June 5 2013

We had some sad news this week. Our family doctor, Dr George, died 3 weeks ago. We had been his patients for 13 years and always found him to be helpful and understanding. The saddest part of this is that he was only in his 40’s and had a young family. When we first attended his surgery I distinctly remember saying to him that we were looking for a younger doctor who would be around to see us into our old age. I have a particular reason to applaud his work because of his persistence in following up a quite serious medical problem I had 4 years ago when after attending an emergency room I was told the condition was “not serious enough yet” and to come back in 4 weeks time.

My wife’s personal care  assistance (PCA) started last week. She has two ladies who come taking it in turn on Monday Wednesday and Friday. One of them is going above and beyond the terms of the care plan, including giving hand and foot massage as part of the assistance.

Last week also saw my wife start at Banksia Day Centre. She will be attending there each Tuesday. Yesterday as I dropped her off I was asked if I would stay and watch a demonstration of a robot which is designed to boost the emotional well-being of people with dementia. It is being trialled in some resident’s homes to see how they can assist residents and their carers. I may have a lot more to write about this in the next few weeks.

Now we have personal care in place and 3 days a  week in Day Centres our weeks are tending to be more predictable and less stressful. There have been no more sundowning episodes since the bad one a few weeks ago.

Communications is still pretty bad between us. For example if I ask my wife to close the door behind her as we enter our home she will do the exact opposite. If I say turn left when directing her to the bathroom (because she longer knows where to find it) she turns right. It becomes much less stressful to lead her where she needs to go, and close all the doors myself.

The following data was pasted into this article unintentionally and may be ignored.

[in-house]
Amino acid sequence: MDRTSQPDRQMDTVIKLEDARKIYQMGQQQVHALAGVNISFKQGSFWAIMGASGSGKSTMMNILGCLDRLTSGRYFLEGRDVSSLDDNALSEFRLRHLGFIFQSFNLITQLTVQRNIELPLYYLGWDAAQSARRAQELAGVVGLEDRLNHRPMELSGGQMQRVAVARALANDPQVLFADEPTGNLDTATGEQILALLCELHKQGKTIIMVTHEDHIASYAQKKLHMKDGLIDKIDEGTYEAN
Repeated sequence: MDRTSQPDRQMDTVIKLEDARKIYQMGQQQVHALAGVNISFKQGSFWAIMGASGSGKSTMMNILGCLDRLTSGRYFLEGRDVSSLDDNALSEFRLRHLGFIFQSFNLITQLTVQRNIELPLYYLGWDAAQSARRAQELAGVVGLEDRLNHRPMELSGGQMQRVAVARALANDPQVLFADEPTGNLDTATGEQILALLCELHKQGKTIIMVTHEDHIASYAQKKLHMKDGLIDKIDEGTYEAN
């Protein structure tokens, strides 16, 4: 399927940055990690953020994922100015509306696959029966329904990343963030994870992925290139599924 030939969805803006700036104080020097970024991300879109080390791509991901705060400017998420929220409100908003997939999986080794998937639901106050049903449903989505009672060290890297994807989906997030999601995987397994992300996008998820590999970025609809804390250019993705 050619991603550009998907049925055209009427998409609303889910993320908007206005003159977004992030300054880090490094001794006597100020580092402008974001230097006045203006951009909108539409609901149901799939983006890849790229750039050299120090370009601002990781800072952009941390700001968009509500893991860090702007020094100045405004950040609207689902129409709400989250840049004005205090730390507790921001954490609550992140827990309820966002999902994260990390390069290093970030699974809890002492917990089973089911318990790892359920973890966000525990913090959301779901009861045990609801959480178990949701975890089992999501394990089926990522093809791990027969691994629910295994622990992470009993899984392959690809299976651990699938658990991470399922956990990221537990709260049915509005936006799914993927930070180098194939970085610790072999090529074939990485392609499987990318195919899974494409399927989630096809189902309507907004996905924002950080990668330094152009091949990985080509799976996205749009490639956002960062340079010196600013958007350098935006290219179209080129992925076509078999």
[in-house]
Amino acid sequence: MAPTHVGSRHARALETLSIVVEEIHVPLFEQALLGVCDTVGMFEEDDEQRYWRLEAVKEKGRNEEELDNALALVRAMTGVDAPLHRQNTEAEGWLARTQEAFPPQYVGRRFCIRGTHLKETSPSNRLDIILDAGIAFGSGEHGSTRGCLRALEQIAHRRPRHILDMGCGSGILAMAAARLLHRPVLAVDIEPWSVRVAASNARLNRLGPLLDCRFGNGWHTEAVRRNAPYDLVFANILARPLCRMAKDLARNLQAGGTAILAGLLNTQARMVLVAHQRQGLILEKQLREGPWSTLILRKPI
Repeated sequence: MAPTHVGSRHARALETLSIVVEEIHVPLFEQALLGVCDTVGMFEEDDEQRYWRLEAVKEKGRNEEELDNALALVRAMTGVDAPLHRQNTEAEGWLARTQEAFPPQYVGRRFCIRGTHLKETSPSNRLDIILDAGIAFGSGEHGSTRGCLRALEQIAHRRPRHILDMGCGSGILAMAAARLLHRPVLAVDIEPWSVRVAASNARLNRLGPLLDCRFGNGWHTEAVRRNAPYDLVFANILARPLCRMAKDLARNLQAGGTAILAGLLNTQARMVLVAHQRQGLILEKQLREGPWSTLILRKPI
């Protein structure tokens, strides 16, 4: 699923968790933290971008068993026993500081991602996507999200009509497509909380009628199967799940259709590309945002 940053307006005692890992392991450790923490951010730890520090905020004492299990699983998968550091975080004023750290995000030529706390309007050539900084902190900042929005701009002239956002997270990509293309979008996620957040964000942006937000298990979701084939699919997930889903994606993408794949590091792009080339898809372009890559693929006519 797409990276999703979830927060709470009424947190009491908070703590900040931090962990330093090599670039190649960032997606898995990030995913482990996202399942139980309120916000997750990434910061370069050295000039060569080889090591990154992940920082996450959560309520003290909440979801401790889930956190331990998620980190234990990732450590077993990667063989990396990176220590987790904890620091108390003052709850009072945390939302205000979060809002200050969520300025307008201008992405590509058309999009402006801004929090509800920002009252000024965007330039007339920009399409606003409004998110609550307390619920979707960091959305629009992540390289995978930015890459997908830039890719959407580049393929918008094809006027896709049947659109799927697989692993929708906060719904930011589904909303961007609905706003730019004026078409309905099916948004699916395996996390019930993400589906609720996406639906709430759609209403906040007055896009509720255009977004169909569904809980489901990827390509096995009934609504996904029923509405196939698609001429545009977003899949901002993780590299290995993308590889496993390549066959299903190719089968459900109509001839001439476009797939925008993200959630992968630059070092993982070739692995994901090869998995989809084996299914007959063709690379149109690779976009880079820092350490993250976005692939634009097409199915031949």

Mirrors are becoming a problem for her because she doesn’t recognise herself when she looks in the mirror. I have found her on more than one occasion having a conversation with her own reflection.

I have got quite a collection of 50’s and 60’s music now. It is good to watch my wife stand up and move to the rhythm and beat of the music and sing the words of the old songs from her youth. The secret with this is not to do it for more than 30 – 40 minutes and then only once a day.

About labtad

Born in Halifax, West Yorkshire, England. Migrated to Australia in 1968 and now live in an outer South eastern suburb of Melbourne. Married since 1966 to my wife who was diagnosed with dementia in 2011. I am an imperfect follower of the Christian faith who believes that most things in life happen for a reason or purpose. The last 12 years, since my wife showed the first signs of having memory problems, have gradually taught me patience, compassion and some understanding of the situations that arise when a person Is living with dementia.
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